Gov. or No, Ravitch Gains Power
All about New York’s second-in-command
As the scandal surrounding New York Gov. David Paterson’s alleged intervention in a longtime aide’s assault case continues to mushroom, the New York Times—the same paper that broke the scandal—takes a good long look at Lieutenant Gov. Richard Ravitch. If Paterson resigns, Ravitch would become the first Jewish governor of America’s most Jewish state in … almost two years. Which is a while, when you think about it! Almost half the time between now and the next Winter Olympics!
Even if Paterson doesn’t resign, though, his weakened position—among other things, he’s a lame duck, having announced he won’t run for re-election—only makes Ravitch more powerful. “He is widely seen as the only adult left in Albany,” the Times reports. Many Democrats, for example, are urging Paterson to make Ravitch the one in-charge of crucial, and unfailingly contentious, budget negotiations.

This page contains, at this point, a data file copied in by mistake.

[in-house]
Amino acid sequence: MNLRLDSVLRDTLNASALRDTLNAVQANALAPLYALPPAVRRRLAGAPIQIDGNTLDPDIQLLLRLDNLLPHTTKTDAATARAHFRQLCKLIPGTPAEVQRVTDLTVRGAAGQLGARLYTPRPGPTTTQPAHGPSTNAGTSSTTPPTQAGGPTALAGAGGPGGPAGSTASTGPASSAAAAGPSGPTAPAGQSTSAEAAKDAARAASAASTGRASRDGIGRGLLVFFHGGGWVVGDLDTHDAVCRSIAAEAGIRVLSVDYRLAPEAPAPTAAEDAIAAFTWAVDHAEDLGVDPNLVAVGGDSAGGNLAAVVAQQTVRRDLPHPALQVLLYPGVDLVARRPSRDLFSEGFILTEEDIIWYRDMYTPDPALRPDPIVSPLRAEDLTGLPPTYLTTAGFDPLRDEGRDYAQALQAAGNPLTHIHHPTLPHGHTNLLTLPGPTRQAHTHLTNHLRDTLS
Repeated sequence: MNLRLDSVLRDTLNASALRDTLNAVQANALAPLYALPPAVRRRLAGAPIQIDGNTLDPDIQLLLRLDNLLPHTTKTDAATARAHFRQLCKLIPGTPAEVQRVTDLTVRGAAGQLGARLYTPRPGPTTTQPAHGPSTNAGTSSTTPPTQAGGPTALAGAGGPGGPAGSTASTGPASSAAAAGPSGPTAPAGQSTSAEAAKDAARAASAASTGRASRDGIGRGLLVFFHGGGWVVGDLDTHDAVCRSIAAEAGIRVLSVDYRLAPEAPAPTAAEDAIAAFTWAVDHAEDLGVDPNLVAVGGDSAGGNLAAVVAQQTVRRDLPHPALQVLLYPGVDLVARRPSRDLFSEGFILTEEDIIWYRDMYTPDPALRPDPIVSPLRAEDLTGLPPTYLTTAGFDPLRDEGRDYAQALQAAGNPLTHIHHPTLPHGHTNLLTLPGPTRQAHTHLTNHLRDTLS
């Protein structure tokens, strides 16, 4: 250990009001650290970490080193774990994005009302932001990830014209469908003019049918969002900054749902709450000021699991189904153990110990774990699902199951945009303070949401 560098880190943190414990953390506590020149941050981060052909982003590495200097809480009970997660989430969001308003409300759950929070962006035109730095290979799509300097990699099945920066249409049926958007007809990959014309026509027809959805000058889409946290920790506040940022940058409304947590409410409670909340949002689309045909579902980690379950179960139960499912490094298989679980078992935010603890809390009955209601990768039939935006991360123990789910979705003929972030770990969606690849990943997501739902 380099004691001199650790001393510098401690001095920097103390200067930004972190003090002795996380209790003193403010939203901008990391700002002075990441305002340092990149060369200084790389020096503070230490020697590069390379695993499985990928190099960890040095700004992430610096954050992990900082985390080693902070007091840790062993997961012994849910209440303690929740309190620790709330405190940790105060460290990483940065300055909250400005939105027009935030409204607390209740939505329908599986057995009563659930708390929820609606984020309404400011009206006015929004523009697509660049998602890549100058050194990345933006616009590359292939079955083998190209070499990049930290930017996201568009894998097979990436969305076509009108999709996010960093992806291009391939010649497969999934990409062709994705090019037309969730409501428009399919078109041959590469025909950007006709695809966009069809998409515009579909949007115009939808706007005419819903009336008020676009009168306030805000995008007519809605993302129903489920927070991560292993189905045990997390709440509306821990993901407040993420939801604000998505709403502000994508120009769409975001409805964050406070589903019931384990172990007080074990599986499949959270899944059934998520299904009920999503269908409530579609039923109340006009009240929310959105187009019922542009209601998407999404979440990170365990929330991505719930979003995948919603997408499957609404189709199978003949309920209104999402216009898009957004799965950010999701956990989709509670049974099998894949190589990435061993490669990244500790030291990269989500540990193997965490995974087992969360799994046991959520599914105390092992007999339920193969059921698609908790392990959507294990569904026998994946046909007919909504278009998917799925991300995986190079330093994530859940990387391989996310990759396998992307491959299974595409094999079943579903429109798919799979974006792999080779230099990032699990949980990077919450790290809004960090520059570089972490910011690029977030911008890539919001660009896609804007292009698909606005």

We learn a bit about Ravitch’s life: he’s a classic New York City éminence grise, ensconced in the especially Gotham power centers of real estate, politics, sports, and, yes, Jewish philanthropy.
Another of Ravitch’s prime assets is that nobody sees him as a threat because he has zero further political aspirations: as he says, “My disability is my strength. I’m not a candidate for anything.” The one time he was a candidate for something—the 1989 Democratic mayoral primary—he came in third. “Aides remembered him as a horrendous candidate,” we’re told, “always saying something impolitic when he wasn’t grossing people out by picking his ears.”
Which just goes to prove that old saying: those who can’t run for governor, become lieutenant governor; and those who can’t govern, become governor.
Related: Question of Influence in Abuse Case of Paterson Aide [NYT]